This role reversal is especially vivid in climate change diplomacy. In 1992 the United States became one of the first countries to join the U.N. Framework Convention on Climate Change, after it was signed by a Republican President and ratified unanimously the U.S. Senate. China (a small emitter at the time) joined the agreement as well, but insisted it had almost no obligation to limit emissions.
Then early this month President Trump announced the U.S. withdrawal from the Paris Agreement, which quickly became a poster child for U.S. retreat in capitals around the world. In response, the Chinese government reaffirmed its commitment to fulfill pledges under the Paris Agreement and proceed with national policies to limit emissions of heat-trapping gases, promote renewable energy and cut back on coal use. China joined leaders from the European Union, pledging to work together to fight climate change and accelerate the clean energy transition. Chinese officials said their government would help lead global efforts to fight climate change, working with other nations.
I do not believe the U.S. part of this Through the Looking Glass world will last. The rejection of market principles, science and multilateral leadership by the U.S. President runs contrary to deeply-held American values and traditions.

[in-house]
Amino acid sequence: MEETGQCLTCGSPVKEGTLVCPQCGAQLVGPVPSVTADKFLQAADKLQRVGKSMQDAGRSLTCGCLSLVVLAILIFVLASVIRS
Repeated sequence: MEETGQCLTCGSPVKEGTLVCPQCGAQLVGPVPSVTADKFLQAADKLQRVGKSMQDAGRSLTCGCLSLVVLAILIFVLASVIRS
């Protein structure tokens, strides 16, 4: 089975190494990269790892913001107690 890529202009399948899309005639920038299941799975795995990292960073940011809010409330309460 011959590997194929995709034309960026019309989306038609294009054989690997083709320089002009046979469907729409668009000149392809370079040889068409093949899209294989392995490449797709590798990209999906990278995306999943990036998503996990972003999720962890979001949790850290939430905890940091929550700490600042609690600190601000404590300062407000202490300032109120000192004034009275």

Indeed the cracks in the mirror are already evident. Last week in Beijing, California Governor Jerry Brown offered a vision of the United States far more in accord with our historic traditions. He spoke of California’s emissions trading program for heat-trapping gases and strongly embraced the scientific consensus on global warming. Governor Brown was received by Chinese President Xi Jinping in the Great Hall of the People, an honor reserved only for those of the highest rank and importance.
Meanwhile polling data suggests President Trump’s decision to withdraw from the Paris Agreement is highly unpopular with Americans (as is the President himself). Nine U.S. states, more than 100 U.S cities and more than 1000 U.S. companies joined Michael Bloomberg’s “We Are Still In” campaign, stating their commitment to work toward the goals of the Paris Agreement even if the U.S government does not.
Through the Looking Glass ends with Alice wondering if her surreal experiences have been a dream. Unfortunately, the policy shifts and dysfunction in the U.S. government in recent months have been all too real.
An old Chinese saying seems almost too perfect: “When the wind of change blows, some build walls while others build windmills.” President Trump may focus on building walls, but around the country Americans are busy building windmills. So are the Chinese, who last year deployed more wind power than any other nation.